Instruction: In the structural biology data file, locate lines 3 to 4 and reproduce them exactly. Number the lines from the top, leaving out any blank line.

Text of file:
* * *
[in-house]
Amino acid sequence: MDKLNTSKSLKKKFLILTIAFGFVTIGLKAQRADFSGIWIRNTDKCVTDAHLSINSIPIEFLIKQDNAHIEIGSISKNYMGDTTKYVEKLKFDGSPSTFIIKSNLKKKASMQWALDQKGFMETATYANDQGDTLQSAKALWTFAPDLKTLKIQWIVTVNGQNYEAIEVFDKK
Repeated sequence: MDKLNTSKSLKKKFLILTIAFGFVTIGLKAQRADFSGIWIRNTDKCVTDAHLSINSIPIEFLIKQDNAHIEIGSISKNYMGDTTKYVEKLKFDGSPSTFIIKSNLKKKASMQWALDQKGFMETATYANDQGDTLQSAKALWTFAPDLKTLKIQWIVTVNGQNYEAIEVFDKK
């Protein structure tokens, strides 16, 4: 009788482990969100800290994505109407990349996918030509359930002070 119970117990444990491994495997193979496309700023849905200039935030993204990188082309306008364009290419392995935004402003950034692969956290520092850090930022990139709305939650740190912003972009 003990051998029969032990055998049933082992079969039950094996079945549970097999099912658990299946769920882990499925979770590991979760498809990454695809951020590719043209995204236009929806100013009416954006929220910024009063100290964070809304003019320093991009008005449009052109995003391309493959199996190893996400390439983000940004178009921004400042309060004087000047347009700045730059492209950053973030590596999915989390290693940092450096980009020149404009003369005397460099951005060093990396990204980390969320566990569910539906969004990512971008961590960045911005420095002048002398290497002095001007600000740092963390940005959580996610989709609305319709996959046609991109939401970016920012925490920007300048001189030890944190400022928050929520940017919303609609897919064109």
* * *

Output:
Repeated sequence: MDKLNTSKSLKKKFLILTIAFGFVTIGLKAQRADFSGIWIRNTDKCVTDAHLSINSIPIEFLIKQDNAHIEIGSISKNYMGDTTKYVEKLKFDGSPSTFIIKSNLKKKASMQWALDQKGFMETATYANDQGDTLQSAKALWTFAPDLKTLKIQWIVTVNGQNYEAIEVFDKK
């Protein structure tokens, strides 16, 4: 009788482990969100800290994505109407990349996918030509359930002070 119970117990444990491994495997193979496309700023849905200039935030993204990188082309306008364009290419392995935004402003950034692969956290520092850090930022990139709305939650740190912003972009 003990051998029969032990055998049933082992079969039950094996079945549970097999099912658990299946769920882990499925979770590991979760498809990454695809951020590719043209995204236009929806100013009416954006929220910024009063100290964070809304003019320093991009008005449009052109995003391309493959199996190893996400390439983000940004178009921004400042309060004087000047347009700045730059492209950053973030590596999915989390290693940092450096980009020149404009003369005397460099951005060093990396990204980390969320566990569910539906969004990512971008961590960045911005420095002048002398290497002095001007600000740092963390940005959580996610989709609305319709996959046609991109939401970016920012925490920007300048001189030890944190400022928050929520940017919303609609897919064109």